If you are willing to enjoy your vacation in a merry making style, Cochin Carnival is the right time to visit Kerala. Celebrations starts on 25th of December and on the New Year’s Day.... Kerala all set for tourism.
During the colonial years, Portuguese took their New Year celebrations to the state and it eventually turned into the Cochin Carnival. Portuguese ruled the region during 16th and 17th century and Fort Kochi was their capital. Thus, it became the main ground for their celebrations. The European style of merry making, partying and celebration is continued until date. Based on the themes ‘Participation’, ‘Development’, ‘Peace’, ‘Adventure’ and ‘Environment’, the Carnival was conceived in the International Year of the Youth.
At the strike of mid-night on New Year’s Eve, an effigy of an old man is burnt. It resembles the end of the old year and birth of New Year. The carnival took its way into the culture, 33 years ago. In 1984, the first old man effigy was burnt in the beach. It is not something new to the world or even to India. It is tradition among people to burnt effigies of figures who are evil. In India, during Dusshera, effigy of Raavan is burnt. The carnival begins by appreciating the Portuguese culture, by hoisting a flag on the Vasco Da Gama square.
Cochin Carnival is a cultural reflection of the hybrid past of Fort Kochi. It has its origins rooted deep in the Portuguese and British rule. The Portuguese New Year celebrations during the colonial era gradually paved the way for the Cochin Carnival. Fort Kochi’s biggest gala the Cochin Carnival organised by the District Tourism Promotion Council (DTPC), Ernakulam is celebrated every year in the last two weeks of December. Impressive events like fairs, cultural shows, food festivals, bike and cycle races, rallies, beach football, arts and games and so forth enhance the festive spirit.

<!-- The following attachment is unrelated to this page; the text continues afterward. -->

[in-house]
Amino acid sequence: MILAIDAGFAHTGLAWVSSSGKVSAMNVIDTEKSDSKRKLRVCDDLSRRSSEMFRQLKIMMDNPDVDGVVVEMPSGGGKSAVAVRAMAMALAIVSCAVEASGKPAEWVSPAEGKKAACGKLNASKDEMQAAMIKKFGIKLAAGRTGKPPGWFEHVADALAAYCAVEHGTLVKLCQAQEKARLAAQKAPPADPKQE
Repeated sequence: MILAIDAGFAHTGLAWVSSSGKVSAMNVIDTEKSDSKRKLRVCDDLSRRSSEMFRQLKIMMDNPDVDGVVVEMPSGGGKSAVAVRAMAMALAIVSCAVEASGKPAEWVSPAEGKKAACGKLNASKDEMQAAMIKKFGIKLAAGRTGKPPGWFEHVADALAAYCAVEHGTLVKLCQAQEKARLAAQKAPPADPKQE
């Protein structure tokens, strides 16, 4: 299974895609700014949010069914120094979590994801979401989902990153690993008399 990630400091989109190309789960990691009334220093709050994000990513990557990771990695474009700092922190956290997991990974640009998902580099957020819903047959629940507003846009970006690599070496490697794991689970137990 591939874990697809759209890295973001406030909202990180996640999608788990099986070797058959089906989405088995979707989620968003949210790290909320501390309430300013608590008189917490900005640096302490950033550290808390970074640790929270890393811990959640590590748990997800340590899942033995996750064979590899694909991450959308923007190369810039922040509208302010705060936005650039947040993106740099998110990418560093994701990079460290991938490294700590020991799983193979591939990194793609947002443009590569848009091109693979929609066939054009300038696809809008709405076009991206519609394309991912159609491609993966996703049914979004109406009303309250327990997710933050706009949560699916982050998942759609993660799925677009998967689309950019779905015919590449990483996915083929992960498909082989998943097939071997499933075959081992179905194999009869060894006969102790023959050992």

A procession enriched with caparisoned elephants, folk performances, vibrant costumes, music and percussions taken out on New Year’s Day is a fantastic kick off to the New Year. It is a combination of Christmas and New Year celebration. The carnival starts with the hoisting of Carnival Flag, on the Vasco Da Gama Square. The aim of the celebration is to decorate and celebrate Kerala as a bride. You can find decorations everywhere in the country.
Besides all these eye catching programmes, Pappanji makes the event all the more splendid and spellbinding. This statue of the old man is burnt at zero hour on the 31st of December. A grand party with music and dance follows this and continues till dawn.
With immense zest and zeal thousands flock to Fort Kochi on New Year’s Eve to welcome the New Year by burning the massive statue of an old man named, Pappanji. Burning of this 35-feet huge Pappanji that stands tall amidst the crowd, just like a skyscraper symbolises the welcoming of hope and harmony. Celebrate the rebirth of life and leave with the rhythm of Fort Kochi ringing in your hearts this New Year!